Tubular bones have a portion which hereafter will be identified as bulge. In order to permit insertion of the supporting device according to the present invention, a hole is drilled into the tubular bone in question at the bulge or in the region thereof, so as to permit access to the interior bone marrow cavity. The supporting device is now inserted through this hole into the bone marrow cavity until the expander element of the device is located in the divergent portion of the cavity, that is the portion which follows the convergent portion and the narrow juncture at the end of the convergent portion. When the device is so positioned, and it must be kept in mind here that the device is bent in conformity with the curvature of the bone marrow cavity of the bone itself, the displacing means is utilized to rearwardly displace the rod-shaped means in a sense causing the expander element to become expanded and thus to be anchored in the bone marrow cavity.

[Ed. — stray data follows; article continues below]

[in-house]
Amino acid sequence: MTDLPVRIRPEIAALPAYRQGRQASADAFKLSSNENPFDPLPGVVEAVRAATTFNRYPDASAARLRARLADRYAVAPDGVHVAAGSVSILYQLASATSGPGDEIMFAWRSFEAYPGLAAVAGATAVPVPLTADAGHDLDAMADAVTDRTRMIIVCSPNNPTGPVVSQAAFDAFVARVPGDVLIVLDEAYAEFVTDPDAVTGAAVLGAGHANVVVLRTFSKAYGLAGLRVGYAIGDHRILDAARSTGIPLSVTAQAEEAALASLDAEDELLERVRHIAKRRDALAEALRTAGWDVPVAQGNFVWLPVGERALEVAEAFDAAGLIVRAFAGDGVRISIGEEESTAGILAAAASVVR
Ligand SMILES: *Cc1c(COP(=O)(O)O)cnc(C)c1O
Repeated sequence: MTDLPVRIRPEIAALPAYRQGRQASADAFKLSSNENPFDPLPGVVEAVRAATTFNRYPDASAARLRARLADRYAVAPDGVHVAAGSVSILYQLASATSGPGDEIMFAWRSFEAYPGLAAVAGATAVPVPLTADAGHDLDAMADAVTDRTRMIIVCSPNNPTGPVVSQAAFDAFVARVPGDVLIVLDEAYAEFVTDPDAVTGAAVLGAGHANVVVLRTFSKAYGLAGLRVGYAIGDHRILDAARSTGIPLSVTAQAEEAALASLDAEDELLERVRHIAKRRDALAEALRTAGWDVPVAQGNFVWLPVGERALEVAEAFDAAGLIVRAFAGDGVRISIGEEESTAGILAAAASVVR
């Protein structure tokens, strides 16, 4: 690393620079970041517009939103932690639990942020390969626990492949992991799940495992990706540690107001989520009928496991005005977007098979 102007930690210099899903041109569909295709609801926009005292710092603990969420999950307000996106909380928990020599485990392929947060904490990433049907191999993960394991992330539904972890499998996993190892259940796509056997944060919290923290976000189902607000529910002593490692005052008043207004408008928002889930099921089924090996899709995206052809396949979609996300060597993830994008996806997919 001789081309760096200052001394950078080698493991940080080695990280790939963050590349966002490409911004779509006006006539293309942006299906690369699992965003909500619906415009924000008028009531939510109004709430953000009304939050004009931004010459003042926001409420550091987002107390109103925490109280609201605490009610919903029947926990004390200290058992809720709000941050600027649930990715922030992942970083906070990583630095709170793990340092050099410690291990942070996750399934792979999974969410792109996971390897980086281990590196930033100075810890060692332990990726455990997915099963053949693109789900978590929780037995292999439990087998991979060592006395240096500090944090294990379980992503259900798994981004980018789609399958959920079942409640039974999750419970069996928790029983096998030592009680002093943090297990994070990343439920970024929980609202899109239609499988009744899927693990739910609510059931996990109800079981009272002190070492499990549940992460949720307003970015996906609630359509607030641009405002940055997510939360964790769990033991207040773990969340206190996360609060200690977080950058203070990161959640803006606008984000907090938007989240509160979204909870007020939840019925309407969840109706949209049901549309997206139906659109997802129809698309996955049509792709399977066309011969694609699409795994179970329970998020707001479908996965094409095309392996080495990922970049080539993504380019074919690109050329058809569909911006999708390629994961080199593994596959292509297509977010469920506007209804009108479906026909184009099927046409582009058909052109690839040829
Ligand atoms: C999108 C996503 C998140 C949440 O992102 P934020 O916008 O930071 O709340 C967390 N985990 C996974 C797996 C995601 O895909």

The displacing means is in form of a sleeve-shaped element which advantageously is made so long that the rearward axial displacement of the rod-shaped means does not cause the trailing end of the rod-shaped means to move out of the sleeve-shaped displacing means, so that this rearward end is and remains concealed therewithin. This is advantageous because the development of a pressure point or position, resulting from extending of the rearward end of the rod-shaped means out beyond the sleeve-shaped displacing means, is thereby avoided. This could lead to maximum stress upon the bone when a load is placed on the latter, due to the diameter of the rod-shaped means which is, of course, much smaller than that of the sleeve-shaped displacing means surrounding it.